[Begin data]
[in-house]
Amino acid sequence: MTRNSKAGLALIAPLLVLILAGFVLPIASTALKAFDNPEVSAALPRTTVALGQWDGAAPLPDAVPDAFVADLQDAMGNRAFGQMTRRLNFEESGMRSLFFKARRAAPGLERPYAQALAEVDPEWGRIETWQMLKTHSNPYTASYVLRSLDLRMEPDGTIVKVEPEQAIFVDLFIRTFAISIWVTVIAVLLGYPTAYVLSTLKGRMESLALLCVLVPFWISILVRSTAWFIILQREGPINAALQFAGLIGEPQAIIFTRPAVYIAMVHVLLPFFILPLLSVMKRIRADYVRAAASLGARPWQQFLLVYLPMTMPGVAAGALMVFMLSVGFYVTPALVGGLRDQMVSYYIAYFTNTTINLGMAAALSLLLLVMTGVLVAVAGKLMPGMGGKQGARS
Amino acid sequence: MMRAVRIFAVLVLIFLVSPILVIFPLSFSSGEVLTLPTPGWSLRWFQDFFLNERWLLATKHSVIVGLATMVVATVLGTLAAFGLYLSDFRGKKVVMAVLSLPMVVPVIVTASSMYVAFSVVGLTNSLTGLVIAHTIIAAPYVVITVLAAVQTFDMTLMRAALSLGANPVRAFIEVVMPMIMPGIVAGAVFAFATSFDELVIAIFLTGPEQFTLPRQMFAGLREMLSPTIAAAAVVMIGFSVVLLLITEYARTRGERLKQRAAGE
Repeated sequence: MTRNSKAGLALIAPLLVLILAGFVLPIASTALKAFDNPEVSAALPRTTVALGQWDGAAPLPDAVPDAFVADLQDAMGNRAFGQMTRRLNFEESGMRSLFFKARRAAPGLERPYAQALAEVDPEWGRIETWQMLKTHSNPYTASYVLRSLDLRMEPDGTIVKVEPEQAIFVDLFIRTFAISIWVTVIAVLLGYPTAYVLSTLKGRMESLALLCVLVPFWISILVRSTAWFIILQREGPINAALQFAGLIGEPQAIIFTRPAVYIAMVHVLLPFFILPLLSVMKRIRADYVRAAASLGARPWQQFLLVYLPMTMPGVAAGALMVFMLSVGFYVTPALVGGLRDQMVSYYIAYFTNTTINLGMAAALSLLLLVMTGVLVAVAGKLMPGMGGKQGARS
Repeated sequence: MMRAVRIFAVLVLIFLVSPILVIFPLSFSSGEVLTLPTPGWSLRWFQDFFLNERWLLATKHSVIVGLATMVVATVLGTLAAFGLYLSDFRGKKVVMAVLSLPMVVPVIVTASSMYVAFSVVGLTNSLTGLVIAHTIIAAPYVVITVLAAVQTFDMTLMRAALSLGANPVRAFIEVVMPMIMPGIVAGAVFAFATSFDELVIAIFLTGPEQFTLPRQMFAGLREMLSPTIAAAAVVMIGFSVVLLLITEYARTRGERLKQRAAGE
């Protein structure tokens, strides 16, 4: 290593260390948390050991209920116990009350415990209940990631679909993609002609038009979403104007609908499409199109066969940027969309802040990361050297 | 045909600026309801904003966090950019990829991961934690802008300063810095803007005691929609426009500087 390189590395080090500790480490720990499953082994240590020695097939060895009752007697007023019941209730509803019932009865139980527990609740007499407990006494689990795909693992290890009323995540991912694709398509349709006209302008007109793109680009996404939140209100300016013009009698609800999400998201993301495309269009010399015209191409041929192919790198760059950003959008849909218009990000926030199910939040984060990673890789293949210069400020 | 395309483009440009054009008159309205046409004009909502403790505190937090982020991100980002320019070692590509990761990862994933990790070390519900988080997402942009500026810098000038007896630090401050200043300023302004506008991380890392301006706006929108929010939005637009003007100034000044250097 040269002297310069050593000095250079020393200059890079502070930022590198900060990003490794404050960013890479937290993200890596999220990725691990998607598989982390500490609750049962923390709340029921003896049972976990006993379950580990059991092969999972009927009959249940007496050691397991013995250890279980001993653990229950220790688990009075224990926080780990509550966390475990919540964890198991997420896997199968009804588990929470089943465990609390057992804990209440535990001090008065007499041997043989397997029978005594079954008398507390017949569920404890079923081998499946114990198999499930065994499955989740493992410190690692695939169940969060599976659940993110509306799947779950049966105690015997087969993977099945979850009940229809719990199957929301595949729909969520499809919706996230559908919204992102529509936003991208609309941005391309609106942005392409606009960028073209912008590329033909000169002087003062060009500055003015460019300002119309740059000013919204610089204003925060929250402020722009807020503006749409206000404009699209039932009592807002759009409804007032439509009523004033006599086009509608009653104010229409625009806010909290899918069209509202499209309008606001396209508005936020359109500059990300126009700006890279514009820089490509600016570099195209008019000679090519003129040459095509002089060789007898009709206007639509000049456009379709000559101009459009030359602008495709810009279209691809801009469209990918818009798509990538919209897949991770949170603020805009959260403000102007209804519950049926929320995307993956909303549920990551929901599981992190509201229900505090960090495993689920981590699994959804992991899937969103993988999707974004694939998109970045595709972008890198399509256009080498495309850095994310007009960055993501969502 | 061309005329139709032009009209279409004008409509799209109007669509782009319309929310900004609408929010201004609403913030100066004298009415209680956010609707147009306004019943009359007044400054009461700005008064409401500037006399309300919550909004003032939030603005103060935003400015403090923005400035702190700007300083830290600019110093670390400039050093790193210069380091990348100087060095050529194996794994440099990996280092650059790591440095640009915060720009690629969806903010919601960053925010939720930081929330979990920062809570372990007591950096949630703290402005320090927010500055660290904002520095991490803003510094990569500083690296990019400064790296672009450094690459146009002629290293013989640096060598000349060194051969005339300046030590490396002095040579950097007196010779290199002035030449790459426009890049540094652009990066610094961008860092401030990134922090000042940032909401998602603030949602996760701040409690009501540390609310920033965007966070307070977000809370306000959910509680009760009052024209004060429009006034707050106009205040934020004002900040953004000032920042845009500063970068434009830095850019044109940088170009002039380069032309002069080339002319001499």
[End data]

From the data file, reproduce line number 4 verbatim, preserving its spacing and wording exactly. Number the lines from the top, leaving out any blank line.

Repeated sequence: MTRNSKAGLALIAPLLVLILAGFVLPIASTALKAFDNPEVSAALPRTTVALGQWDGAAPLPDAVPDAFVADLQDAMGNRAFGQMTRRLNFEESGMRSLFFKARRAAPGLERPYAQALAEVDPEWGRIETWQMLKTHSNPYTASYVLRSLDLRMEPDGTIVKVEPEQAIFVDLFIRTFAISIWVTVIAVLLGYPTAYVLSTLKGRMESLALLCVLVPFWISILVRSTAWFIILQREGPINAALQFAGLIGEPQAIIFTRPAVYIAMVHVLLPFFILPLLSVMKRIRADYVRAAASLGARPWQQFLLVYLPMTMPGVAAGALMVFMLSVGFYVTPALVGGLRDQMVSYYIAYFTNTTINLGMAAALSLLLLVMTGVLVAVAGKLMPGMGGKQGARS